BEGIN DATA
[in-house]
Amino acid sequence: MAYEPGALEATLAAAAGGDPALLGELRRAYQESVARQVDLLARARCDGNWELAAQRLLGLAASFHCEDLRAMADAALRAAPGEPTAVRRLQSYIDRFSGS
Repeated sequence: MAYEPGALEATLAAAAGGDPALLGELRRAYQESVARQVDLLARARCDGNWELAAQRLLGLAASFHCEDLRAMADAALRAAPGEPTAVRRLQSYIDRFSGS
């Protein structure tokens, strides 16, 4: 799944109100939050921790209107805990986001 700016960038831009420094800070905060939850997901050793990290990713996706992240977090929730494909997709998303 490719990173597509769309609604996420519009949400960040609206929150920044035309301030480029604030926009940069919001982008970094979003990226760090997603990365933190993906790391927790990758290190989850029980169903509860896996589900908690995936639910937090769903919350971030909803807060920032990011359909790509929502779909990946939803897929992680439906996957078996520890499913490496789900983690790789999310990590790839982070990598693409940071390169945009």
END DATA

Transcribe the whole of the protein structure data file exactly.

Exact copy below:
[in-house]
Amino acid sequence: MAYEPGALEATLAAAAGGDPALLGELRRAYQESVARQVDLLARARCDGNWELAAQRLLGLAASFHCEDLRAMADAALRAAPGEPTAVRRLQSYIDRFSGS
Repeated sequence: MAYEPGALEATLAAAAGGDPALLGELRRAYQESVARQVDLLARARCDGNWELAAQRLLGLAASFHCEDLRAMADAALRAAPGEPTAVRRLQSYIDRFSGS
């Protein structure tokens, strides 16, 4: 799944109100939050921790209107805990986001 700016960038831009420094800070905060939850997901050793990290990713996706992240977090929730494909997709998303 490719990173597509769309609604996420519009949400960040609206929150920044035309301030480029604030926009940069919001982008970094979003990226760090997603990365933190993906790391927790990758290190989850029980169903509860896996589900908690995936639910937090769903919350971030909803807060920032990011359909790509929502779909990946939803897929992680439906996957078996520890499913490496789900983690790789999310990590790839982070990598693409940071390169945009």